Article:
The Battell Chapel clock, with chimes consisting of five large bells that rang at each quarter hour, was at one time the clock to which others at Yale was synchronized; however, the chimes have been silent for years.

*** Amistad Freedom Trail ***
The Chapel symbolizes the role of the Yale Divinity School faculty and students played in helping the Mende Africans of La Amistad, and houses a themed exhibition maintained by Yale.
Sight description based on wikipedia
5
Grove Street Cemetery

5) Grove Street Cemetery

Grove Street Cemetery is a famous and historic cemetery surrounded by the Yale University campus. Despite its location, the cemetery is not owned by Yale nor is it part of the university in any way.

This cemetery was established in 1796 when a yellow fever plague caused a number of fatalities that was so large that the city's central burying ground would not suffice. Originally, the cemetery was six acres in size. More space was bought and converted into burial ground over the years that has allowed it to triple in size.

Several prominent New Haven citizens are buried in the cemetery, including former Yale University presidents, New Haven mayors and Connecticut Governors. Among the famous graves are the ones of Charles Goodyear, Eli Whitney and Noah Webster.

Grove Street Cemetery was named a National Historic Landmark in 2000. It has also been listed in the National Register of Historic Places since 1997.

*** Amistad Freedom Trail ***
Among those interred here are the active members of the abolition movement, as well as those associated with the African American history. A stone marker was dedicated by the Amistad Committee in September 2001 in remembrance of the six Mende African captives of La Amistad buried here.
Sight description based on wikipedia
6
New Haven Museum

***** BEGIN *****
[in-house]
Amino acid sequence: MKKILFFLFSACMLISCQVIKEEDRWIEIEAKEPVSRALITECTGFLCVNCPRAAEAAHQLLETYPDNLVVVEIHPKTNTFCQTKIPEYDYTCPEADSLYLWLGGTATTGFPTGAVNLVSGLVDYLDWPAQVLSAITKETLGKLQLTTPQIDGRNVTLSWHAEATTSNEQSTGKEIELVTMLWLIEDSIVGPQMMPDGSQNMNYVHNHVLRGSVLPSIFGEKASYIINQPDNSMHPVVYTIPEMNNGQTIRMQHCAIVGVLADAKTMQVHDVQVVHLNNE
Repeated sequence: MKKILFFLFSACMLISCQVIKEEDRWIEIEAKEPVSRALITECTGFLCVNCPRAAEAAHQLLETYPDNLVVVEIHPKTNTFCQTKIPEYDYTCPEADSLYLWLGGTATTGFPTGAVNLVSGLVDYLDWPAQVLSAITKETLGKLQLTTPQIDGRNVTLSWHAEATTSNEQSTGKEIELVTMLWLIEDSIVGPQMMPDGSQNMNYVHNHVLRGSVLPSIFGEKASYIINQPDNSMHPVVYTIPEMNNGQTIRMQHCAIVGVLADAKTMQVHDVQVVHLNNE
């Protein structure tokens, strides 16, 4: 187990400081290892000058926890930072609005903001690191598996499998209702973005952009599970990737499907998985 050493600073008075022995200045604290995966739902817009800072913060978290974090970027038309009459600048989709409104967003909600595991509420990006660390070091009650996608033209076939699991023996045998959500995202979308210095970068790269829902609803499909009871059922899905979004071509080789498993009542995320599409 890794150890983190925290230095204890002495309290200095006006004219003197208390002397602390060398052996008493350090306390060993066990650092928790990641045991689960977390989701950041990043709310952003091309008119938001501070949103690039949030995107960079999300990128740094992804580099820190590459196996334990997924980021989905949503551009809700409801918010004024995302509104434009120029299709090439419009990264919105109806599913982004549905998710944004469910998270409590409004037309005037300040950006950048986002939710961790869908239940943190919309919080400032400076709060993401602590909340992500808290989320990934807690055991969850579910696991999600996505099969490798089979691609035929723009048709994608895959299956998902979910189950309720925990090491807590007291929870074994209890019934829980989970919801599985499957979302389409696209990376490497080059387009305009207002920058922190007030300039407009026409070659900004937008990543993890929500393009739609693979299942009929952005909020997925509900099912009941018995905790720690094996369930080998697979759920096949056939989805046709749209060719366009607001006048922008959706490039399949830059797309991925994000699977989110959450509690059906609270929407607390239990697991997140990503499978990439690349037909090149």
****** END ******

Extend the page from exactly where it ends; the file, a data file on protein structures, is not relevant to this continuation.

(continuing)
6) New Haven Museum

The New Haven Museum and Historical Society (originally known as the New Haven Colony Historical Society) was founded in 1862 for the purposes of preserving and presenting the region’s history. The museum collection includes art, photography, furniture and other artifacts pertaining to New Haven’s history and regularly presents programs and special exhibits. Among these are permanent New Haven, La Amistad, local art and decorative arts exhibitions, with collections associated with Eli Whitney, Winchester, Yale, East Rock, Noah Webster, Benedict Arnold, as well as changing exhibitions.

Educational programs provide interactive inquiry-based learning on local history. The Whitney Research Library at the museum contains manuscript and archival holdings relevant to the New Haven area from the time of the first settlement to the present. This collection includes rare books, more than 300 manuscript collections, including personal papers, business and institutional records, court and municipal documents, maps, 4,000 architectural drawings and resources, account books and a collection of approximately 75,000 photographs. It also contains approximately 30,000 printed titles including monographs and pamphlets.